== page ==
In looking at an election suit, Coalition For Good Governance et. al. v. Raffensperger, I count eight (8) lawyers defending six, 5 State Board of Election board members and the Secretary of State. I have observed court cases with the Secretary as a defendant and find that the state interests are always represented by multiple attorneys while aggrieved electors are usually represented by a lone voice.
Secretary Raffensperger inherited several cases from Brian Kemp. I don’t find that Kemp addressed any cases and find that both Kemp and Raffensperger always lawyer up and defend against an aggrieved elector(s). The only case I am aware that Raffensperger settled after an abbreviated defense is Democratic Party of GA, et. al. v. Raffensperger, et. al. in which Raffensperger agreed to change absentee ballot procedures without the benefit of the legislature’s blessing.
What Raffensperger and all 159 county election directors are missing, is when electors get to the point of filing suit their job performance has received a negative review. The people entrusted with transparent elections are employed to protect elections and they more than electors should fire the first shot at anything wrong. Double check me on the number of lawyers in Democtatic Party v. Raffensperger. https://www.courtlistener.com/docket/17088945/coalition-for-good-governance-v-raffensperger/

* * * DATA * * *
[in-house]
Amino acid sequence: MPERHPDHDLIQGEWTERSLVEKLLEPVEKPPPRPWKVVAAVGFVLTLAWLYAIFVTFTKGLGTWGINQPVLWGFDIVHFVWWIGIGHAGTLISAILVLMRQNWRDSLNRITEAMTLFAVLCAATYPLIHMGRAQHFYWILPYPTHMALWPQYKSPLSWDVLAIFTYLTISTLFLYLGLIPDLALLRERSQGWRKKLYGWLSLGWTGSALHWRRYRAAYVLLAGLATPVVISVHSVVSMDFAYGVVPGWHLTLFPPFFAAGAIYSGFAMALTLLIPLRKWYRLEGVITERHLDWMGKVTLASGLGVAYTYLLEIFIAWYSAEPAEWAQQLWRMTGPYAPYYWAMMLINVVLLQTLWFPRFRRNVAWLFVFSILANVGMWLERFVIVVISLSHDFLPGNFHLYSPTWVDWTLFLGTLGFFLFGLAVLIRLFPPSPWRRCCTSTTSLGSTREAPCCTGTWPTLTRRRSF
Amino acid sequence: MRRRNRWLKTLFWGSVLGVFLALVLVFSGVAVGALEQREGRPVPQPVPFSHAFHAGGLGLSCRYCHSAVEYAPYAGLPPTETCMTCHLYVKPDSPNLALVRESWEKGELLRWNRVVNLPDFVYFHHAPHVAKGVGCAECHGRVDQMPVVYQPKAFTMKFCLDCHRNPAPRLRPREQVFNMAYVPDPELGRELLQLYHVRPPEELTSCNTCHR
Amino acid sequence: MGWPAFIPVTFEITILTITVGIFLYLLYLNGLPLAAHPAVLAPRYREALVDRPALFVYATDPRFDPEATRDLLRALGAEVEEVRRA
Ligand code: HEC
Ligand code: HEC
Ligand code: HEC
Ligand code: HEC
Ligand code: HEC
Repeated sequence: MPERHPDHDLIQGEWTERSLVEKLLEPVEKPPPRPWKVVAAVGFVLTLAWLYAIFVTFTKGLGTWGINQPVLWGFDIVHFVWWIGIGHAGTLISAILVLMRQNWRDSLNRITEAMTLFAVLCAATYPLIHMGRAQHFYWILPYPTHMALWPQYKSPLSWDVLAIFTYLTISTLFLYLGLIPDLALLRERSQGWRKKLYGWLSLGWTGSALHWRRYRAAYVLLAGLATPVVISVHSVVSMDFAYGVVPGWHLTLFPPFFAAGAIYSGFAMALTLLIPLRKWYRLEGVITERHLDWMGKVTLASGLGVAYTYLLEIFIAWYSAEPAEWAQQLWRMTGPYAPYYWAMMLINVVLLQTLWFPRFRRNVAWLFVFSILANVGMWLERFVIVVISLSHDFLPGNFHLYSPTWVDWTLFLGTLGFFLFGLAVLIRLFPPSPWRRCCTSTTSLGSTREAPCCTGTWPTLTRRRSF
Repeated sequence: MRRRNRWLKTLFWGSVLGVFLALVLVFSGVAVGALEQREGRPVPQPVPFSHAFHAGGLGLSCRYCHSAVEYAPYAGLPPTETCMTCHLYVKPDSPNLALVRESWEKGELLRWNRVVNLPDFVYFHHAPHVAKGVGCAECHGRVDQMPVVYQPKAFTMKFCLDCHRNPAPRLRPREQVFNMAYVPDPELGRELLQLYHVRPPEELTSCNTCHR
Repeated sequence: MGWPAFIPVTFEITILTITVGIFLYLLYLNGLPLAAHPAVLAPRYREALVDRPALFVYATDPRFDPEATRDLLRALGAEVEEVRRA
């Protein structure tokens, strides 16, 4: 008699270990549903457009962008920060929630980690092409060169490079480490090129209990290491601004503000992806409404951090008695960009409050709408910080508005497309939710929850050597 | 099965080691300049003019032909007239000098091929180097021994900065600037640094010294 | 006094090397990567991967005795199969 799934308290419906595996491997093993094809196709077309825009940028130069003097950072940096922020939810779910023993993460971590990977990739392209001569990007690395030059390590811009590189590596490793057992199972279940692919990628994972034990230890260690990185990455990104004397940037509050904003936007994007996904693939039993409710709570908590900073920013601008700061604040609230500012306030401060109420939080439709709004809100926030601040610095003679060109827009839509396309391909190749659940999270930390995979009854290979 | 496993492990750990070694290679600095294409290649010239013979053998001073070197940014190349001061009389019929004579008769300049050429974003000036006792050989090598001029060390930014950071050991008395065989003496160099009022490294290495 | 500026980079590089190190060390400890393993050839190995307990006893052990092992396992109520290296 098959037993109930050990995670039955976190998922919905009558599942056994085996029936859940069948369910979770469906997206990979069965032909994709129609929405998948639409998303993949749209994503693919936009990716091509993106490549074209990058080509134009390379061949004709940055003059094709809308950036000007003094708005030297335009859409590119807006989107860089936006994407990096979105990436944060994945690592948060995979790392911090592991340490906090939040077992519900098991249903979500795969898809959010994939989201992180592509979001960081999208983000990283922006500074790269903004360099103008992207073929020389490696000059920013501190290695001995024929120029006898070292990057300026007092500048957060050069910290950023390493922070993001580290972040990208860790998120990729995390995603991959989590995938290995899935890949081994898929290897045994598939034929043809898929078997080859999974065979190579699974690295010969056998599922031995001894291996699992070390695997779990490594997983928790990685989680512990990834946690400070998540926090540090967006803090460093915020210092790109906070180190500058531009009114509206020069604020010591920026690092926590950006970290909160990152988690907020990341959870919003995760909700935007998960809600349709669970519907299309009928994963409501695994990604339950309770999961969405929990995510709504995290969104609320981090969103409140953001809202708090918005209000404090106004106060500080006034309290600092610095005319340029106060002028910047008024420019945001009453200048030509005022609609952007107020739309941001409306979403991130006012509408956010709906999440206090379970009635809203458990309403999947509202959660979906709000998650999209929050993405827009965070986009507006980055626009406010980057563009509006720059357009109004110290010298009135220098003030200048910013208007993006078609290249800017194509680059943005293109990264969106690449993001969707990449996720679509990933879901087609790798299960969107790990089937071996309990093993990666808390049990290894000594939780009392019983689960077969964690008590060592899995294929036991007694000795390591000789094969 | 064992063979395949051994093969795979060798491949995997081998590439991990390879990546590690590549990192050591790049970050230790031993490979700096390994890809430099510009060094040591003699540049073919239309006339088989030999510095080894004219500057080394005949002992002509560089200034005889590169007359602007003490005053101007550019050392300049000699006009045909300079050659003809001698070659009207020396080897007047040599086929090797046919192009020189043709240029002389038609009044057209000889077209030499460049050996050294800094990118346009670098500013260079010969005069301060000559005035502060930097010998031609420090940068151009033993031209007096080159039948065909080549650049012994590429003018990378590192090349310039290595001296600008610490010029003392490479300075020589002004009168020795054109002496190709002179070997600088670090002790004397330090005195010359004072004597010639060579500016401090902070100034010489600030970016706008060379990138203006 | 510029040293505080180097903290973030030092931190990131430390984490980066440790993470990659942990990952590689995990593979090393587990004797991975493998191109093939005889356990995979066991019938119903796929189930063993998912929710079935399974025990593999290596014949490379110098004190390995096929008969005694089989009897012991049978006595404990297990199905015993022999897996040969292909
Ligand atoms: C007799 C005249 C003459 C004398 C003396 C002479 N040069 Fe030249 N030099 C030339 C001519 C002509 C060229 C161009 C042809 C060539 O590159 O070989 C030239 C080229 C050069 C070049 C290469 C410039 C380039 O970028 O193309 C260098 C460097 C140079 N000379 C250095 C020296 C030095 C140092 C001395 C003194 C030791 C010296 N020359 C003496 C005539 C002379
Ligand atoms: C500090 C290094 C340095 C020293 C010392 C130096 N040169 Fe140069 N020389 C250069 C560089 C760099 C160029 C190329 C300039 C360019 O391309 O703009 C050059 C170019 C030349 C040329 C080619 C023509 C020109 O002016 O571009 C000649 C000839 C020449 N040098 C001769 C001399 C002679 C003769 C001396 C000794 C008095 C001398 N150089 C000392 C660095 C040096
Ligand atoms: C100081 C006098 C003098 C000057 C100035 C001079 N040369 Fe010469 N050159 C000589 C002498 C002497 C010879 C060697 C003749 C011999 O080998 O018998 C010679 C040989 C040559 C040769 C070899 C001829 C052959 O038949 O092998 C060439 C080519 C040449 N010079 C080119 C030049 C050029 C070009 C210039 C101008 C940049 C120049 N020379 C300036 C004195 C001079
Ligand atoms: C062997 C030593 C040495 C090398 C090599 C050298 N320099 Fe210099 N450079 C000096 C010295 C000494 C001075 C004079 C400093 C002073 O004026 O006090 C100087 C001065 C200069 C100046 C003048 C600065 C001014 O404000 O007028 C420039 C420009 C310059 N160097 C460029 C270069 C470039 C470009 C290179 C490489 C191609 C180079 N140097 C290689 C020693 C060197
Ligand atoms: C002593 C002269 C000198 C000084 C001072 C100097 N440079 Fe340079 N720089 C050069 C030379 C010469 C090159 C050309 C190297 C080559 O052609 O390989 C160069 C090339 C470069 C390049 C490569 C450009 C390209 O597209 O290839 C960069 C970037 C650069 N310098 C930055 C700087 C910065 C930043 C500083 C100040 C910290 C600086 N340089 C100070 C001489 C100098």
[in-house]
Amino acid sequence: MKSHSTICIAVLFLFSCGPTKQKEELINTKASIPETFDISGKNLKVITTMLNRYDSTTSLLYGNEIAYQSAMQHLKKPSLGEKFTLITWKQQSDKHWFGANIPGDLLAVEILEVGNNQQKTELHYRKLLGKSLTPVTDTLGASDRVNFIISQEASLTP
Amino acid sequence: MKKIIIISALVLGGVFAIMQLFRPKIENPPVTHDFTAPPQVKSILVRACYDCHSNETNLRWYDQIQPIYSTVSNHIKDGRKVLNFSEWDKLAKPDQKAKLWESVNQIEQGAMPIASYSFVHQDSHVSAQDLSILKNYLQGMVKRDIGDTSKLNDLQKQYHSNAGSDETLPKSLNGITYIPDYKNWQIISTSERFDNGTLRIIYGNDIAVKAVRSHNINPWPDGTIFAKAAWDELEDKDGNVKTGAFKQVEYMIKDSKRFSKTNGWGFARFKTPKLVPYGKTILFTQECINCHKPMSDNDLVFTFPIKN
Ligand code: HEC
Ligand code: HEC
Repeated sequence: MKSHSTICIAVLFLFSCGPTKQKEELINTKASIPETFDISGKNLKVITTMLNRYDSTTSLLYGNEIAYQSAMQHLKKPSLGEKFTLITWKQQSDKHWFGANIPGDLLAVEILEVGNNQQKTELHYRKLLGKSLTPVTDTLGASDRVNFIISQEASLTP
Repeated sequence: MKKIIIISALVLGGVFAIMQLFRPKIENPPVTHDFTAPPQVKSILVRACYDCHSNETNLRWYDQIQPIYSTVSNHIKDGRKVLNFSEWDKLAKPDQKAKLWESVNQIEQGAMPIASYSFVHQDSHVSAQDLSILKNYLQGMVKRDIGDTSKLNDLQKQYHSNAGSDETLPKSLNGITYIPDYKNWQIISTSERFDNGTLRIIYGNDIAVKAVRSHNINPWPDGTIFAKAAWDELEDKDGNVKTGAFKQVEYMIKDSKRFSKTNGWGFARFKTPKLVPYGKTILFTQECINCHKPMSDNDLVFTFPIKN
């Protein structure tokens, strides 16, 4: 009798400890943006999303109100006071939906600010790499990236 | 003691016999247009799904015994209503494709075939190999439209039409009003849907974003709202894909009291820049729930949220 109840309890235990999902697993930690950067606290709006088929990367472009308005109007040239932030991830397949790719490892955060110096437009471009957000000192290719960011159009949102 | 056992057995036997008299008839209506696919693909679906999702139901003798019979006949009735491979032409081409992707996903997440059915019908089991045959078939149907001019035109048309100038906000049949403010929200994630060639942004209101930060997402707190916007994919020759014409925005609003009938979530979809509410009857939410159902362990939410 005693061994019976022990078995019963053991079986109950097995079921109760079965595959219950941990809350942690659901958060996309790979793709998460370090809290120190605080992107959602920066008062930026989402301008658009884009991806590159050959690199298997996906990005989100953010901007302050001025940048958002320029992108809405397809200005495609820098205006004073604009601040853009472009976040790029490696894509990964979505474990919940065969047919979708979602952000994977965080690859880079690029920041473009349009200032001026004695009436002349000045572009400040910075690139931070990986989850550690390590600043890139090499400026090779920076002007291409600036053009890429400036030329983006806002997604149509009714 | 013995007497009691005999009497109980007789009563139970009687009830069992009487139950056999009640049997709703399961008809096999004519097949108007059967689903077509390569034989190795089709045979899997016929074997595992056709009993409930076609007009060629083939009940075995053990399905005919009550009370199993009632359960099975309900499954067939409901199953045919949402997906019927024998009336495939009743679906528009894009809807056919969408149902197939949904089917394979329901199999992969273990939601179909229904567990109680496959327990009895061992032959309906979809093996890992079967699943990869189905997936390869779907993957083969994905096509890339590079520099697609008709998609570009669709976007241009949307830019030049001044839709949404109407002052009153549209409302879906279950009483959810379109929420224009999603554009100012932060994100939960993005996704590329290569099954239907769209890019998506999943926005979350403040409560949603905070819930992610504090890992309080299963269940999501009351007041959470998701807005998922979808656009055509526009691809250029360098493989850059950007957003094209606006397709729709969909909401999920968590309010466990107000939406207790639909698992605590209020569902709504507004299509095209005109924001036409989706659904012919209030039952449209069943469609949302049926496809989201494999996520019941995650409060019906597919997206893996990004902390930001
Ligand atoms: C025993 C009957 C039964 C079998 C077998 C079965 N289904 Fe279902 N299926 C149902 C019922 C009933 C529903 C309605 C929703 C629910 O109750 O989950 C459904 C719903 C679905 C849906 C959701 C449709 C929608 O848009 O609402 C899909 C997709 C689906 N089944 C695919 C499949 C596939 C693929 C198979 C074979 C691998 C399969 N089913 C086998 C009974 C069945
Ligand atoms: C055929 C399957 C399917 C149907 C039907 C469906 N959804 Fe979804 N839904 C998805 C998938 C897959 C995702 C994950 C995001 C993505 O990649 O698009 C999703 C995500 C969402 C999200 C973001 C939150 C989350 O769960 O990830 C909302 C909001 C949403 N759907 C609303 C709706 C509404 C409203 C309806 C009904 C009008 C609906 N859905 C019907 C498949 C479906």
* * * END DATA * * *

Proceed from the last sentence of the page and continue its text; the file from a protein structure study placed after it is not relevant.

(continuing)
A concern of a voter expressed to the people whose job it is to address such should not be seen as an attack. The answer should not always be no. No voter should fear voting due to threat of arrest. In election law history, voters were exempt from arrest. While there has to be some rules. Laws, and standards to accomplish an election, poll managers should find a way to address concerns brought to them without escalating the concern into a confrontation. If the answer to concerns is always no, that gives rise to questions about the goals, intents, and purposes of those charged with carrying out elections.